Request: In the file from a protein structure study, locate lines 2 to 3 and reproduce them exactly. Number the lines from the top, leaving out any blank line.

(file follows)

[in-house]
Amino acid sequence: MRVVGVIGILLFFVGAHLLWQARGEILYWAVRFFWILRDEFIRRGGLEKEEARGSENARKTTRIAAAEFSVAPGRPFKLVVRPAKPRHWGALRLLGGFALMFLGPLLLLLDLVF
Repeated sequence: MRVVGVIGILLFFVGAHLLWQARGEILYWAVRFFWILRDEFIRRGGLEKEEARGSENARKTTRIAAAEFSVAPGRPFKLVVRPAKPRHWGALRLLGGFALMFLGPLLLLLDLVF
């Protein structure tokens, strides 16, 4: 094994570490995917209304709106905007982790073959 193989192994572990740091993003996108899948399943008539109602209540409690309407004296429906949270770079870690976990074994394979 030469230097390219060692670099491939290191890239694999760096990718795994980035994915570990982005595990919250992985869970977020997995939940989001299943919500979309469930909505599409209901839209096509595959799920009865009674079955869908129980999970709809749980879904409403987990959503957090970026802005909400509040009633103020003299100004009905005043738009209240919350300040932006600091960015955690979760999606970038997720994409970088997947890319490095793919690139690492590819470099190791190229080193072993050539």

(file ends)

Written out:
Amino acid sequence: MRVVGVIGILLFFVGAHLLWQARGEILYWAVRFFWILRDEFIRRGGLEKEEARGSENARKTTRIAAAEFSVAPGRPFKLVVRPAKPRHWGALRLLGGFALMFLGPLLLLLDLVF
Repeated sequence: MRVVGVIGILLFFVGAHLLWQARGEILYWAVRFFWILRDEFIRRGGLEKEEARGSENARKTTRIAAAEFSVAPGRPFKLVVRPAKPRHWGALRLLGGFALMFLGPLLLLLDLVF